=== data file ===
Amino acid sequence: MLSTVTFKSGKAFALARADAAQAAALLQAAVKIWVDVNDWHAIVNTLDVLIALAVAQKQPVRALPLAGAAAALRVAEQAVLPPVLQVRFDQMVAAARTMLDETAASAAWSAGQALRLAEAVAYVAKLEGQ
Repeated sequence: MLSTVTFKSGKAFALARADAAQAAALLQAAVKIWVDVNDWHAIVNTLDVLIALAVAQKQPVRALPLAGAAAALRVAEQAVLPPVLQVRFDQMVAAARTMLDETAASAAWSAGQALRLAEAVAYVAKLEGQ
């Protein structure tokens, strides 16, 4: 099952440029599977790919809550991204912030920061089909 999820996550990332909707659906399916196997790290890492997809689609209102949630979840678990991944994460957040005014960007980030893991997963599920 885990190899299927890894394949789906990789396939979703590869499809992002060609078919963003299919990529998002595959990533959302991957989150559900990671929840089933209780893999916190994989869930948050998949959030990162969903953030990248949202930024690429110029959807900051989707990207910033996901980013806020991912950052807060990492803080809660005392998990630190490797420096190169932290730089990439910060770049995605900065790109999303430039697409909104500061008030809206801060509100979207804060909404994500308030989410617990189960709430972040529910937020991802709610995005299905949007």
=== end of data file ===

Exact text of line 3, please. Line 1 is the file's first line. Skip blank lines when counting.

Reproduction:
């Protein structure tokens, strides 16, 4: 099952440029599977790919809550991204912030920061089909 999820996550990332909707659906399916196997790290890492997809689609209102949630979840678990991944994460957040005014960007980030893991997963599920 885990190899299927890894394949789906990789396939979703590869499809992002060609078919963003299919990529998002595959990533959302991957989150559900990671929840089933209780893999916190994989869930948050998949959030990162969903953030990248949202930024690429110029959807900051989707990207910033996901980013806020991912950052807060990492803080809660005392998990630190490797420096190169932290730089990439910060770049995605900065790109999303430039697409909104500061008030809206801060509100979207804060909404994500308030989410617990189960709430972040529910937020991802709610995005299905949007």